Publications by authors named "Yu Seong Do"

4 Publications

  • Page 1 of 1

Thermally rearranged (TR) bismaleimide-based network polymers for gas separation membranes.

Chem Commun (Camb) 2016 Nov;52(93):13556-13559

Department of Energy Engineering, College of Engineering, Hanyang University, Seoul 04763, Republic of Korea.

Highly permeable, thermally rearranged polymer membranes based on bismaleimide derivatives that exhibit excellent CO permeability up to 5440 Barrer with a high BET surface area (1130 m g) are reported for the first time. In addition, the membranes can be easily used to form semi-interpenetrating networks with other polymers endowing them with superior gas transport properties.
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http://dx.doi.org/10.1039/c6cc06609gDOI Listing
November 2016

Soluble, microporous, Tröger's Base copolyimides with tunable membrane performance for gas separation.

Chem Commun (Camb) 2016 Mar;52(19):3817-20

Department of Energy Engineering, College of Engineering, Hanyang University, Seoul 04763, Republic of Korea.

A facile two-step synthesis beginning with commercial monomers to prepare copolyimides by Tröger's Base (TB) formation provides membranes for the first time with tunable gas transport relative to hydrogen separations, CO2 plasticization resistance, and good mechanical and thermal properties.
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http://dx.doi.org/10.1039/c5cc09783eDOI Listing
March 2016

Rational molecular design of PEOlated ladder-structured polysilsesquioxane membranes for high performance CO2 removal.

Chem Commun (Camb) 2015 Oct 4;51(83):15308-11. Epub 2015 Sep 4.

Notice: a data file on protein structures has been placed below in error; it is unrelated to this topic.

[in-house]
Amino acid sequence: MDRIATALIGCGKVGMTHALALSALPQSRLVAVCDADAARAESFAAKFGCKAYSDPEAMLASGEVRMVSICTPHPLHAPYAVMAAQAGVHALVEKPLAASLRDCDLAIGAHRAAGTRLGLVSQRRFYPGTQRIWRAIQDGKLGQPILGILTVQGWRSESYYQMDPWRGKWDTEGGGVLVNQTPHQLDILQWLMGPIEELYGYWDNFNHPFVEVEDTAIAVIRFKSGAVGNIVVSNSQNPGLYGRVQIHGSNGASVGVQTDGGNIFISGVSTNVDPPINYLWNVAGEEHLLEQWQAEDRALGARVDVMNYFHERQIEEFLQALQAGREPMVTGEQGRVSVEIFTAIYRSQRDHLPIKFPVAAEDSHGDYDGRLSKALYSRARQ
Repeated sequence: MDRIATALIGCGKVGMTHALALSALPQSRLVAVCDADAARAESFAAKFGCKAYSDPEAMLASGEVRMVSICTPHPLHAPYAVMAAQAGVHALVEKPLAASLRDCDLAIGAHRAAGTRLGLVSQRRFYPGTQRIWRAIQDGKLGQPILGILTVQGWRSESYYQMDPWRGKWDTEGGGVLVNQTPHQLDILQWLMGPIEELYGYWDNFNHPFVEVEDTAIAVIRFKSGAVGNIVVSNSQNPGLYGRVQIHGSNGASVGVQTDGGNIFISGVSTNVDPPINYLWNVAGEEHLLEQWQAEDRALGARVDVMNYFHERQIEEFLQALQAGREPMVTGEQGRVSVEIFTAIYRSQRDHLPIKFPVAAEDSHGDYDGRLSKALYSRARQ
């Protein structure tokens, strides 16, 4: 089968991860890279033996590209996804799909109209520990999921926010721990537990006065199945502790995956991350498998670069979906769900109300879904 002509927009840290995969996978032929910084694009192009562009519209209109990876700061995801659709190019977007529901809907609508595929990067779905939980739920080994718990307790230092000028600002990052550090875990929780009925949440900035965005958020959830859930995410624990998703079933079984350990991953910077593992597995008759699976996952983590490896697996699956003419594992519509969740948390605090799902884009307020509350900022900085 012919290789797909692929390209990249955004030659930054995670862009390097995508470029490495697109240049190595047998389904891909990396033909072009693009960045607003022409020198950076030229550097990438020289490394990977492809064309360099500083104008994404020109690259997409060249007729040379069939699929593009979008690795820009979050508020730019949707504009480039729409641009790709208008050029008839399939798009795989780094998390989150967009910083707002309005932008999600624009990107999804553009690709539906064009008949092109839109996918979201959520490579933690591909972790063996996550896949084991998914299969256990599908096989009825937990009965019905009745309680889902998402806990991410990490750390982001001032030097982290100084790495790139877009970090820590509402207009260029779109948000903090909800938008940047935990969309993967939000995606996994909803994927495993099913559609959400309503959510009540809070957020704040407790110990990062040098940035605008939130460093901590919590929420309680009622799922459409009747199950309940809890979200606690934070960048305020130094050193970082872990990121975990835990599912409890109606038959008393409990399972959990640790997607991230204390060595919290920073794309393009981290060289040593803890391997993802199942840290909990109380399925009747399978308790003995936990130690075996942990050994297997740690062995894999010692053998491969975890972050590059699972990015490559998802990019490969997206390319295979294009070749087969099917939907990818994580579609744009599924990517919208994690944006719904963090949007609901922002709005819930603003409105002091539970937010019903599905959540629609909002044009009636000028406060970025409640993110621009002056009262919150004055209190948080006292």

Center for Environment, Health and Welfare Research, Korea Institute of Science and Technology, Hwarang-ro 14-gil 5, Seongbuk-gu, Seoul 136-791, Republic of Korea.

Poly(methoxy(polyethyleneoxy)propyl-co-methacryloxypropyl) silsesquioxane membranes with different copolymer ratios were successfully fabricated via UV-induced crosslinking with mechanical stability. By selectively introducing polyethylene oxide (PEO) groups covalently bound to the ladder-structured polysilsesquioxane, we effectively suppressed the PEO crystallization, allowing for excellent CO2/H2 and CO2/N2 separation under single as well as mixed gas conditions.
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http://dx.doi.org/10.1039/c5cc06269aDOI Listing
October 2015

PM 2.5 collected in a residential area induced Th1-type inflammatory responses with oxidative stress in mice.

Environ Res 2011 Apr 21;111(3):348-55. Epub 2011 Jan 21.

Environmental Health Risk Research Department, National Institute of Environmental Research, Kyungseo-dong, Seo-gu, Incheon 404-708, Republic of Korea.

Epidemiologists have tried to establish an association between human health and exposure to particulate matter (PM). In addition, many researchers have investigated the adverse effects of PM as a trigger of cardiovascular and pulmonary diseases. It is known that a number of environmental contaminants are attached to PM and the toxicity of PM may depend on the sources. We investigated the effects of PM collected in a residential area of Seoul on the immunotoxic responses including cytokine production in BAL fluid and in blood after a single intratracheal instillation in mice with the characterization of physico-chemical properties of PM 2.5 samples. As results, pro-inflammatory cytokines (IL-1, TNF-α, and IL-6), Th0-type cytokine (IL-2), and Th1-type cytokines (IL-12 and IFN-γ) were increased by a dose-dependent manner. Cell infiltration in the alveolar area and phagocytosis by macrophage was observed until day 28 after instillation. The expressions of oxidative stress-related genes (HSP 1a, HSP 8, and SOD) and tissue damage-related genes (MMP-15, -19, and Slpi) were time-dependently increased. PM 2.5 also induced an increase of T cell distribution in lymphocyte and decreased the CD4+/CD8+ ratio. Based on the results, we suggest that PM 2.5 collected in a residential area of Seoul may induce Th1 type-inflammatory responses with oxidative stress and trigger adverse effects in human health.
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http://dx.doi.org/10.1016/j.envres.2010.11.001DOI Listing
April 2011